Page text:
In 1967…a small tornado damaged trees and a dwelling in south Denver. The storm touched down at the intersection of 1st Avenue and Harrison Street and moved northeast to the intersection of 3rd Avenue and Albion Street. Damage included 3 small roofs removed…15-20 large trees uprooted…one car overturned and thrown against a house… Plus other minor damage. A funnel cloud reported at the same time 10 miles north of Denver possibly touched ground. Later…funnel clouds were reported 12 miles south-southeast of Stapleton International Airport…10 miles southwest…and 5 miles north. A tornado was sighted 3 1/2 miles east of Stapleton International Airport by weather bureau personnel for a duration of 5 minutes. Heavy rain and some hail fell over much of the area.
In 1974…the start of the shortest seasonal snow free period on record…94 days…occurred with the last snow of the season…a trace…on the 8th. The first snow of the next season occurred on September 11th when a trace of snow fell at Stapleton International Airport. A funnel cloud was observed just east of Aurora and a small funnel was sighted just northeast of Stapleton International Airport.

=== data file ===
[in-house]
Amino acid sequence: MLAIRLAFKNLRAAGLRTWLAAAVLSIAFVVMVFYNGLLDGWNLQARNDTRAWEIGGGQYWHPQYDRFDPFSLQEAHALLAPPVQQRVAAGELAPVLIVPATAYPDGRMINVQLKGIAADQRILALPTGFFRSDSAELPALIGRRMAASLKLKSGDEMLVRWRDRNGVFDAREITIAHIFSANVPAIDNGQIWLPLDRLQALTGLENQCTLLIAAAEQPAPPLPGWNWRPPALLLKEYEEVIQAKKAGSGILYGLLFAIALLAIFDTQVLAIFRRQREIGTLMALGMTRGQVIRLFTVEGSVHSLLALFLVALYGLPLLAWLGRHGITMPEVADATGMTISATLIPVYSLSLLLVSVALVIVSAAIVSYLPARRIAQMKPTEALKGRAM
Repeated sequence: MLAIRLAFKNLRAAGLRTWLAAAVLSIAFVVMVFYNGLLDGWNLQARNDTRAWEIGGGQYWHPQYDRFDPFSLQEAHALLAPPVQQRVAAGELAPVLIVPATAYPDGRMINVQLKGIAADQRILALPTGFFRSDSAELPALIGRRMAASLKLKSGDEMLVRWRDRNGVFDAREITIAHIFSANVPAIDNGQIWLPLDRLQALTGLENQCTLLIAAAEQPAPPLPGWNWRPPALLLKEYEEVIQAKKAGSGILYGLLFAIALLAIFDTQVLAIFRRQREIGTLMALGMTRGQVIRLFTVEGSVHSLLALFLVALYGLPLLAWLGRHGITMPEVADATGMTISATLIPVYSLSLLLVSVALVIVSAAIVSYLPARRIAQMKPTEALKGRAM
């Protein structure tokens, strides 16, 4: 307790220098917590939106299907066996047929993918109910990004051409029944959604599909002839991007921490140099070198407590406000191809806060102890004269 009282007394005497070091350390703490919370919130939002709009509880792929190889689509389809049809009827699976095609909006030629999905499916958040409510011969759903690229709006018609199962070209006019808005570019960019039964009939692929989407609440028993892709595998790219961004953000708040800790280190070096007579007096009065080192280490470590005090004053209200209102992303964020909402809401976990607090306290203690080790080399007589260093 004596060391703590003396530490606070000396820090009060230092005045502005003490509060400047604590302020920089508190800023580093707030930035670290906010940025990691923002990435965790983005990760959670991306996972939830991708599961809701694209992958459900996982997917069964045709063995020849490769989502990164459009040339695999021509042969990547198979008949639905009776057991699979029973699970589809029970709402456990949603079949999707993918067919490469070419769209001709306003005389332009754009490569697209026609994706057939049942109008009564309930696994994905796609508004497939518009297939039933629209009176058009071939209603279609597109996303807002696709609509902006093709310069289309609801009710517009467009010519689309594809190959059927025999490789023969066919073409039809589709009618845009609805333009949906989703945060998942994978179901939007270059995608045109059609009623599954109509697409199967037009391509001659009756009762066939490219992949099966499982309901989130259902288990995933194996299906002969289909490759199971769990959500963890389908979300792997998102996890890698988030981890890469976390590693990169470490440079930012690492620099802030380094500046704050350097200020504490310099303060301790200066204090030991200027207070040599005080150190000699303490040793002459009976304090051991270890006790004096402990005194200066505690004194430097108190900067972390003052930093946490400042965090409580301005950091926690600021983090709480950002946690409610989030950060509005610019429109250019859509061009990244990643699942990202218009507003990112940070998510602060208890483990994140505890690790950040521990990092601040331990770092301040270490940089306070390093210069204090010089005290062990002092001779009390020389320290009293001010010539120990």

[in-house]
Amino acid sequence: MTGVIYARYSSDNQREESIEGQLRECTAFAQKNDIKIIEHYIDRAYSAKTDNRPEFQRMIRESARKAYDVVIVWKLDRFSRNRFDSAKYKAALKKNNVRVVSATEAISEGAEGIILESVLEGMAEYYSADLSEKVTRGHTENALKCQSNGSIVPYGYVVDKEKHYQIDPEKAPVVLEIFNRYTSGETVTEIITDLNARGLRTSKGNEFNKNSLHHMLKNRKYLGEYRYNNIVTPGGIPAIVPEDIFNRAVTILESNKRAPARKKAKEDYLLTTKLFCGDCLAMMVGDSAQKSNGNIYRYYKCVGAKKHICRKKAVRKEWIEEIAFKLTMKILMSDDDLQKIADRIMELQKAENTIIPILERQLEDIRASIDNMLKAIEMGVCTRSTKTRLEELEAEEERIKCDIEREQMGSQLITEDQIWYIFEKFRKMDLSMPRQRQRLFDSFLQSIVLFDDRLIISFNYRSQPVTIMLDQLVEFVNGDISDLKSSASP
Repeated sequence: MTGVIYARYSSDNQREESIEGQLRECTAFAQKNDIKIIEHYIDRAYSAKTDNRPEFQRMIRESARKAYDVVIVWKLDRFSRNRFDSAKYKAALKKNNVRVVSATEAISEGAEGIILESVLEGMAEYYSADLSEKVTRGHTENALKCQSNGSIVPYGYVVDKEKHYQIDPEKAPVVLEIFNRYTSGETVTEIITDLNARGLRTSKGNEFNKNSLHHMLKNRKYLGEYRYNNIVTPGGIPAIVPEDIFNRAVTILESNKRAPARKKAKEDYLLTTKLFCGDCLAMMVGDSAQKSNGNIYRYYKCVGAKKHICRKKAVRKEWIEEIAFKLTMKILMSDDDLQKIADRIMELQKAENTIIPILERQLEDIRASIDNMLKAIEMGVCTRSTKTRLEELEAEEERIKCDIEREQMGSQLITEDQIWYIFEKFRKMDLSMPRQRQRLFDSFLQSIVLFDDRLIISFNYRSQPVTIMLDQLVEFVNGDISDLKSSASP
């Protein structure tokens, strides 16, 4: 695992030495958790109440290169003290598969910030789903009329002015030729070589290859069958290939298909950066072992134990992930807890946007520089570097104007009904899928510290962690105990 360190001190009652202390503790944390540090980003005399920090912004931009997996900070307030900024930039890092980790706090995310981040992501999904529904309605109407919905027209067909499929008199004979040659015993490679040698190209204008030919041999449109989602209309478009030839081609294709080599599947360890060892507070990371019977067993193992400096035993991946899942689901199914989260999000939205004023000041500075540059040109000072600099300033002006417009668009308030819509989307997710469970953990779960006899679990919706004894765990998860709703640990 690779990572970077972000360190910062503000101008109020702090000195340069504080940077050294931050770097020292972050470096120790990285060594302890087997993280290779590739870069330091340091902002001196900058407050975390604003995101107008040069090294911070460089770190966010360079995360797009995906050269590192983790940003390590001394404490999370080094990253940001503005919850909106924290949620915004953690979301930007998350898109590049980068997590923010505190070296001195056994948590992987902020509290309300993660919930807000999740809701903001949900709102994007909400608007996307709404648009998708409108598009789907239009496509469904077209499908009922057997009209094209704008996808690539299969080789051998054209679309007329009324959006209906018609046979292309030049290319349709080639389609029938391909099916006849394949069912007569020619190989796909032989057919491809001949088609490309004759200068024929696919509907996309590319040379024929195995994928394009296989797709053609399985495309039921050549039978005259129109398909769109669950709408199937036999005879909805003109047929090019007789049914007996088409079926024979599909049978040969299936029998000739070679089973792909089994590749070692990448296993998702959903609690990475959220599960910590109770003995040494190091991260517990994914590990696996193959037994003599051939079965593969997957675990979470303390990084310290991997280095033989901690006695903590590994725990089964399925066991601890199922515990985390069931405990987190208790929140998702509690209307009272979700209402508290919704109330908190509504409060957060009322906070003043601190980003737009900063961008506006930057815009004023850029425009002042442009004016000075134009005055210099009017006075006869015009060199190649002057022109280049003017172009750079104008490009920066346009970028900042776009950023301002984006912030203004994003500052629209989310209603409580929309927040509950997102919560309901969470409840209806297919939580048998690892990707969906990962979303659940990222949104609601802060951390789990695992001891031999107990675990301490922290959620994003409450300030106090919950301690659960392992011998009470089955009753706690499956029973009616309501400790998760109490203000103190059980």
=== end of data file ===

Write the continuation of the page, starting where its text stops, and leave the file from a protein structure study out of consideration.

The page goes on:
In 1985…a thunderstorm wind gust to 62 mph was reported at Golden Gate Canyon in the foothills west of Denver.
In 1986…a thunderstorm…which dumped heavy rain and caused some street flooding across north metro Denver…produced a small tornado 5 miles east of Brighton. No damage was reported.
In 1987…strong thunderstorm wind gusts in Conifer destroyed a porch on a house; the wind gust apparently picked up the porch and dropped it on a man…killing him. The wind also damaged the roof of the house and a nearby barn. The same thunderstorm spawned a tornado…which touched down briefly just south of Lakewood. No damage was reported. Up to 3 inches of rain fell in a short time 8 miles southwest of Littleton. A few businesses in Englewood suffered minor water damage. A tornado was sighted between Watkins and Bennett. It was on the ground for 15 minutes. A weak tornado also touched down 4 miles southwest of Castle Rock. The twister tossed an aluminum shed into the air and carried it about 100 feet. A funnel cloud was sighted 15 miles east-northeast of Stapleton International Airport.